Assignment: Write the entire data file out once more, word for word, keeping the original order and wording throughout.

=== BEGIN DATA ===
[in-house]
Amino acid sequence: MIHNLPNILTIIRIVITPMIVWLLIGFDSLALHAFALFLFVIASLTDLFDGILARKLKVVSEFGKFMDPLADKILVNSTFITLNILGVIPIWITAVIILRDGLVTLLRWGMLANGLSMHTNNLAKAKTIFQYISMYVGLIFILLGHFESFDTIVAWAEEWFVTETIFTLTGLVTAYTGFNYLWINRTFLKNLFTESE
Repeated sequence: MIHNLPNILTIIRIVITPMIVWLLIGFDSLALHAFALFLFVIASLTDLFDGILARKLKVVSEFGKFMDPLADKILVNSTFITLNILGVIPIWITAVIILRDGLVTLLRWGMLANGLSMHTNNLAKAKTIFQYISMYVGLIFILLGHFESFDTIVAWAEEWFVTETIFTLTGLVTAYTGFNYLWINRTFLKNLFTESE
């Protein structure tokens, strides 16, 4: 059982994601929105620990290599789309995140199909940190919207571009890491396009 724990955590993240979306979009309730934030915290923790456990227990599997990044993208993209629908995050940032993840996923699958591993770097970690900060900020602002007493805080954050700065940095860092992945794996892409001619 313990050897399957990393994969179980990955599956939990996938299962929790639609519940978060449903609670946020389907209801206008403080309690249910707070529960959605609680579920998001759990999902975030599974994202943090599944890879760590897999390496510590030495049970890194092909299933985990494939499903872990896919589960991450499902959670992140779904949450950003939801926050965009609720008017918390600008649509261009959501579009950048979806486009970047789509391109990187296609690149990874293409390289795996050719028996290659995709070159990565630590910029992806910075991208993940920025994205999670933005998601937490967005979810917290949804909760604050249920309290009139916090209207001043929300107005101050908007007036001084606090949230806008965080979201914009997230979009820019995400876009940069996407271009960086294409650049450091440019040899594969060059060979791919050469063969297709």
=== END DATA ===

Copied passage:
[in-house]
Amino acid sequence: MIHNLPNILTIIRIVITPMIVWLLIGFDSLALHAFALFLFVIASLTDLFDGILARKLKVVSEFGKFMDPLADKILVNSTFITLNILGVIPIWITAVIILRDGLVTLLRWGMLANGLSMHTNNLAKAKTIFQYISMYVGLIFILLGHFESFDTIVAWAEEWFVTETIFTLTGLVTAYTGFNYLWINRTFLKNLFTESE
Repeated sequence: MIHNLPNILTIIRIVITPMIVWLLIGFDSLALHAFALFLFVIASLTDLFDGILARKLKVVSEFGKFMDPLADKILVNSTFITLNILGVIPIWITAVIILRDGLVTLLRWGMLANGLSMHTNNLAKAKTIFQYISMYVGLIFILLGHFESFDTIVAWAEEWFVTETIFTLTGLVTAYTGFNYLWINRTFLKNLFTESE
């Protein structure tokens, strides 16, 4: 059982994601929105620990290599789309995140199909940190919207571009890491396009 724990955590993240979306979009309730934030915290923790456990227990599997990044993208993209629908995050940032993840996923699958591993770097970690900060900020602002007493805080954050700065940095860092992945794996892409001619 313990050897399957990393994969179980990955599956939990996938299962929790639609519940978060449903609670946020389907209801206008403080309690249910707070529960959605609680579920998001759990999902975030599974994202943090599944890879760590897999390496510590030495049970890194092909299933985990494939499903872990896919589960991450499902959670992140779904949450950003939801926050965009609720008017918390600008649509261009959501579009950048979806486009970047789509391109990187296609690149990874293409390289795996050719028996290659995709070159990565630590910029992806910075991208993940920025994205999670933005998601937490967005979810917290949804909760604050249920309290009139916090209207001043929300107005101050908007007036001084606090949230806008965080979201914009997230979009820019995400876009940069996407271009960086294409650049450091440019040899594969060059060979791919050469063969297709």